That looks like a neat gadget but not worth 92$ EACH eek! Ok, the other version is cheaper at 14$ but still. And think about it, there comes a point when you just can't clean the plastic parts and you're going to have to throw it out and buy more. The end where you're supposedly able to connect a leg bag or night bag also doesn't look compatible with regular bags used? Do you have to buy their special bags too? I also wonder if all those extra parts inside aren't just inviting bacteria settle in and to stick around? Why not just use a flip-flo valve? Or even a simple plastic plug? They cost a few bucks each, are much simpler in mechanism and you can connect them to just about anything, no need to buy special bags or parts:
    http://www.bardmedical.com/products/...lip-flo-valve/

    I've been using the Flip-Flo for a while, you get a box of 5 for 20 something bucks. They tell you to change it every week but I generally go a couple weeks, sometimes longer if everything is clear, I just wash em' every once in a while.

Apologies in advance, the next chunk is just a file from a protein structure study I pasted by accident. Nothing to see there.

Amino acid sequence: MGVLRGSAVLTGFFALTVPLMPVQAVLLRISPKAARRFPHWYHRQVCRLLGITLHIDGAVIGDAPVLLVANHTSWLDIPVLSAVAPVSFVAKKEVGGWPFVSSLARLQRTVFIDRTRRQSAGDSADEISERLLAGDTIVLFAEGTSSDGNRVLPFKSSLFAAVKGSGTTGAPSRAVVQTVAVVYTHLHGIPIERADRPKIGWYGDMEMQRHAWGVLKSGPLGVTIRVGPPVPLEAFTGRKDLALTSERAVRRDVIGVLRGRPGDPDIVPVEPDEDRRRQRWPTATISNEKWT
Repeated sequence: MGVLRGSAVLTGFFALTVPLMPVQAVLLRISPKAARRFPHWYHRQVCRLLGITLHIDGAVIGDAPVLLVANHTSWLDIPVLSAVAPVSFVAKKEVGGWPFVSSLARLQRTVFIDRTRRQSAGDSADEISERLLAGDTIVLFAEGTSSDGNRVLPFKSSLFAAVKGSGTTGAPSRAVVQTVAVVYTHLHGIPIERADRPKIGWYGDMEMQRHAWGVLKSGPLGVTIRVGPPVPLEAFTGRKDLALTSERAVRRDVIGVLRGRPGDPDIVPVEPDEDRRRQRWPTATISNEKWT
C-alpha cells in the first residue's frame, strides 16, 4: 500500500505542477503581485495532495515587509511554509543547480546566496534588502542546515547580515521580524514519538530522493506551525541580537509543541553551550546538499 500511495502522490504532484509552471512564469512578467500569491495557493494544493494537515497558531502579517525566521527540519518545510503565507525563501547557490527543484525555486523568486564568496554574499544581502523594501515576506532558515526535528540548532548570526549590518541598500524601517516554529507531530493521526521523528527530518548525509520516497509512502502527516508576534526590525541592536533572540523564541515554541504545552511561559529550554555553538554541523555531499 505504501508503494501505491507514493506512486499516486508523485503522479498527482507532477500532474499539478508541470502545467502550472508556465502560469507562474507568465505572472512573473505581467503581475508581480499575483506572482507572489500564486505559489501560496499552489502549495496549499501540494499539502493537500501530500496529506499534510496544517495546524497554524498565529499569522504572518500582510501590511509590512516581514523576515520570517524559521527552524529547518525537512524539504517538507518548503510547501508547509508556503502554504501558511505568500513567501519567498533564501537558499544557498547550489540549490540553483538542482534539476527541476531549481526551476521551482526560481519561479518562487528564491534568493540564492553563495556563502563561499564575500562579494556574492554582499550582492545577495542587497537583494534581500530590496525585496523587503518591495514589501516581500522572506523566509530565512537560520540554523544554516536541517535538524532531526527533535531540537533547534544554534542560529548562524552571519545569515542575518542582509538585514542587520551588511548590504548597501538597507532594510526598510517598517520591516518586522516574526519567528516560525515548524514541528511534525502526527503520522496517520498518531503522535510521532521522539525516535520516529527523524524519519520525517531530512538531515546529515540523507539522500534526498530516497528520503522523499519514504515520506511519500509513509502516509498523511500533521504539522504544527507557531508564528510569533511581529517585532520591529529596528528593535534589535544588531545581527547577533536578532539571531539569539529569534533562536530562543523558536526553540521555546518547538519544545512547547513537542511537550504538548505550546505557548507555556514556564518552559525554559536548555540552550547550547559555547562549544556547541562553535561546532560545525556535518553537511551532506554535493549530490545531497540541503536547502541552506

Last edited by twistties; 08-06-2016 at 11:42 PM.

  8. #8
    I would not encourage you to use anything that "pugs' the catheter. You are correct in worrying about kidney issues - they are obviously a major concern. I would talk to your urologist about this before embarking on using them

    ckf

  9. #9
    Am looking for a quick connect because of poor hand function. Something like this:

    https://www.industrialspec.com/shop/...couplings.html

    Any concerns about the above? Nurse the dexterity issue has been around for awhile...no solutions?